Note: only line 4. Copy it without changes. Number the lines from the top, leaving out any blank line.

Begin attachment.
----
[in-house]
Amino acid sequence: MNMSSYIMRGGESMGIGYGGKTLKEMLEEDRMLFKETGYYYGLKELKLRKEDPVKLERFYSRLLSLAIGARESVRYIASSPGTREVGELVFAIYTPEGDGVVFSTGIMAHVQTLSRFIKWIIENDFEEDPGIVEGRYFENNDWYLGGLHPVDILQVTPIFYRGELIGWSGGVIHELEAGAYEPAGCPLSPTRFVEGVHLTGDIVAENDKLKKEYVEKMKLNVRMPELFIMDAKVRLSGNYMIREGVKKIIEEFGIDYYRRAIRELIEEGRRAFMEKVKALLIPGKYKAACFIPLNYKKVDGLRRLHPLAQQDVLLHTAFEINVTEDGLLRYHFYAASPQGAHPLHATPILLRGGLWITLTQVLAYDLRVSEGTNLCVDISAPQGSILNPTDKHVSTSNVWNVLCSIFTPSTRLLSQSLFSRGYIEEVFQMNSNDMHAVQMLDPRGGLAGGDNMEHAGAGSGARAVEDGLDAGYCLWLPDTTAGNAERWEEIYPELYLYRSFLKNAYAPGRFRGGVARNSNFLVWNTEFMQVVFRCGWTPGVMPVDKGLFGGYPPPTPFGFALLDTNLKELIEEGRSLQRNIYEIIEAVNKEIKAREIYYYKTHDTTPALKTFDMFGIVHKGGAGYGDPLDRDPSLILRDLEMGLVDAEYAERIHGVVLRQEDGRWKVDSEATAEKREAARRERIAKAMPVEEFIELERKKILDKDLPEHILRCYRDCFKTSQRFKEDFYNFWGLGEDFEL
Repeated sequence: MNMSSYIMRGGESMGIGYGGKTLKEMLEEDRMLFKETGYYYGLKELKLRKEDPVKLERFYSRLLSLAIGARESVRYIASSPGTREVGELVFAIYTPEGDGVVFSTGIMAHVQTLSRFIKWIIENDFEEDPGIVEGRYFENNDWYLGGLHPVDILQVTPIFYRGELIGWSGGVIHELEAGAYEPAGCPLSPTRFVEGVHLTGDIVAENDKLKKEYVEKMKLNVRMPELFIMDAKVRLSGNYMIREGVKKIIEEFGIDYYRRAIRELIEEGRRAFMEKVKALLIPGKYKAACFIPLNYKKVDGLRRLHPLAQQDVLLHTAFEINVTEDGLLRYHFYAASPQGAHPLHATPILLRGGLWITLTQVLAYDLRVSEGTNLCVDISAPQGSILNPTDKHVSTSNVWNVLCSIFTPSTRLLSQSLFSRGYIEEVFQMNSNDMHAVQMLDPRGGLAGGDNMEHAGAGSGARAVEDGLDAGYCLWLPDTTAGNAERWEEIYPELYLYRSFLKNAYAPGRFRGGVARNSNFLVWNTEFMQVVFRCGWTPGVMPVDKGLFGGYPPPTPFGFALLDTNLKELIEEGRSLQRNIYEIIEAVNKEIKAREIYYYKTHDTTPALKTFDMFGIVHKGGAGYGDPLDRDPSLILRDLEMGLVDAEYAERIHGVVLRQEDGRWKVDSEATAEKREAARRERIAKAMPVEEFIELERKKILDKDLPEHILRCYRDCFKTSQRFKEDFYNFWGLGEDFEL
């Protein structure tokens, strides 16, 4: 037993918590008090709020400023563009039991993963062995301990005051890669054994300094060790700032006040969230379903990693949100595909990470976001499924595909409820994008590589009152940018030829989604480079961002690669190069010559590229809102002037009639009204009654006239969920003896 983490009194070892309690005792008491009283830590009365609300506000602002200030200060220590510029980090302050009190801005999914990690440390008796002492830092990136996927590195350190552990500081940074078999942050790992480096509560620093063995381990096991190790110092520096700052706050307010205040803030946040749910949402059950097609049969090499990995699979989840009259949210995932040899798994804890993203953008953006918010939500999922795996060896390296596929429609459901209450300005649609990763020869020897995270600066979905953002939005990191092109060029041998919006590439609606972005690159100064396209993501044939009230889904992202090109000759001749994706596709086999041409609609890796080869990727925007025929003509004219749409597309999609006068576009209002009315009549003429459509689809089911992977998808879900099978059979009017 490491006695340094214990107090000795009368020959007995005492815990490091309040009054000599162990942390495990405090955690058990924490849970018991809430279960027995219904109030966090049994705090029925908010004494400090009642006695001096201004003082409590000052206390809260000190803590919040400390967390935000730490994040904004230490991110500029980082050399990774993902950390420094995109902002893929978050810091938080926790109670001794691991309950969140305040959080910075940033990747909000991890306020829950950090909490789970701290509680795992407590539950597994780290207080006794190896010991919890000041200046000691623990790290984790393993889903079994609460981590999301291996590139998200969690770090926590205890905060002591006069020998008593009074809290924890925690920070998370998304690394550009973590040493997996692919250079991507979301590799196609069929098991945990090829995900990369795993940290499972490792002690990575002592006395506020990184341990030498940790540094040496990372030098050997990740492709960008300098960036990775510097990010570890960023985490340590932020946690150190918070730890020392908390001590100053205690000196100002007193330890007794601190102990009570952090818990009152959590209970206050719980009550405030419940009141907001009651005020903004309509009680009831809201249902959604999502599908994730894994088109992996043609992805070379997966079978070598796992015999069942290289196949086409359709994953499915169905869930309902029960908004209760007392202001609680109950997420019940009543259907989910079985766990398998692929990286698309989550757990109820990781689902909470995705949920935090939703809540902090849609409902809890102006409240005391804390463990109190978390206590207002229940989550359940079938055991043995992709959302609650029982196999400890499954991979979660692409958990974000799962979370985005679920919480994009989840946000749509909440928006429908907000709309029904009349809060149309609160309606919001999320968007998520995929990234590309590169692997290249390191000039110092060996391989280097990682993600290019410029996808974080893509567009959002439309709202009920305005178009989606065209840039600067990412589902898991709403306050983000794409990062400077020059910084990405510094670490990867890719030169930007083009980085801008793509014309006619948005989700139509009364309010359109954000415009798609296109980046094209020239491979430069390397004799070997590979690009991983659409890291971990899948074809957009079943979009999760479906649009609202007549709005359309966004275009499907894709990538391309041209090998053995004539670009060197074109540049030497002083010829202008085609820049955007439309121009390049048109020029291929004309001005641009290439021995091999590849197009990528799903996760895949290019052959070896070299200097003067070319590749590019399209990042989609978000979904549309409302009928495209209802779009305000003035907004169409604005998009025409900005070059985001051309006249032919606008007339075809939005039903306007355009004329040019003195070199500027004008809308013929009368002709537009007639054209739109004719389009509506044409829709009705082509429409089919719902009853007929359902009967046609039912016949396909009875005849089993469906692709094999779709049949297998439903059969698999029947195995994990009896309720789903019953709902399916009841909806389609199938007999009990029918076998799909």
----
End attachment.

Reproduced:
């Protein structure tokens, strides 16, 4: 037993918590008090709020400023563009039991993963062995301990005051890669054994300094060790700032006040969230379903990693949100595909990470976001499924595909409820994008590589009152940018030829989604480079961002690669190069010559590229809102002037009639009204009654006239969920003896 983490009194070892309690005792008491009283830590009365609300506000602002200030200060220590510029980090302050009190801005999914990690440390008796002492830092990136996927590195350190552990500081940074078999942050790992480096509560620093063995381990096991190790110092520096700052706050307010205040803030946040749910949402059950097609049969090499990995699979989840009259949210995932040899798994804890993203953008953006918010939500999922795996060896390296596929429609459901209450300005649609990763020869020897995270600066979905953002939005990191092109060029041998919006590439609606972005690159100064396209993501044939009230889904992202090109000759001749994706596709086999041409609609890796080869990727925007025929003509004219749409597309999609006068576009209002009315009549003429459509689809089911992977998808879900099978059979009017 490491006695340094214990107090000795009368020959007995005492815990490091309040009054000599162990942390495990405090955690058990924490849970018991809430279960027995219904109030966090049994705090029925908010004494400090009642006695001096201004003082409590000052206390809260000190803590919040400390967390935000730490994040904004230490991110500029980082050399990774993902950390420094995109902002893929978050810091938080926790109670001794691991309950969140305040959080910075940033990747909000991890306020829950950090909490789970701290509680795992407590539950597994780290207080006794190896010991919890000041200046000691623990790290984790393993889903079994609460981590999301291996590139998200969690770090926590205890905060002591006069020998008593009074809290924890925690920070998370998304690394550009973590040493997996692919250079991507979301590799196609069929098991945990090829995900990369795993940290499972490792002690990575002592006395506020990184341990030498940790540094040496990372030098050997990740492709960008300098960036990775510097990010570890960023985490340590932020946690150190918070730890020392908390001590100053205690000196100002007193330890007794601190102990009570952090818990009152959590209970206050719980009550405030419940009141907001009651005020903004309509009680009831809201249902959604999502599908994730894994088109992996043609992805070379997966079978070598796992015999069942290289196949086409359709994953499915169905869930309902029960908004209760007392202001609680109950997420019940009543259907989910079985766990398998692929990286698309989550757990109820990781689902909470995705949920935090939703809540902090849609409902809890102006409240005391804390463990109190978390206590207002229940989550359940079938055991043995992709959302609650029982196999400890499954991979979660692409958990974000799962979370985005679920919480994009989840946000749509909440928006429908907000709309029904009349809060149309609160309606919001999320968007998520995929990234590309590169692997290249390191000039110092060996391989280097990682993600290019410029996808974080893509567009959002439309709202009920305005178009989606065209840039600067990412589902898991709403306050983000794409990062400077020059910084990405510094670490990867890719030169930007083009980085801008793509014309006619948005989700139509009364309010359109954000415009798609296109980046094209020239491979430069390397004799070997590979690009991983659409890291971990899948074809957009079943979009999760479906649009609202007549709005359309966004275009499907894709990538391309041209090998053995004539670009060197074109540049030497002083010829202008085609820049955007439309121009390049048109020029291929004309001005641009290439021995091999590849197009990528799903996760895949290019052959070896070299200097003067070319590749590019399209990042989609978000979904549309409302009928495209209802779009305000003035907004169409604005998009025409900005070059985001051309006249032919606008007339075809939005039903306007355009004329040019003195070199500027004008809308013929009368002709537009007639054209739109004719389009509506044409829709009705082509429409089919719902009853007929359902009967046609039912016949396909009875005849089993469906692709094999779709049949297998439903059969698999029947195995994990009896309720789903019953709902399916009841909806389609199938007999009990029918076998799909």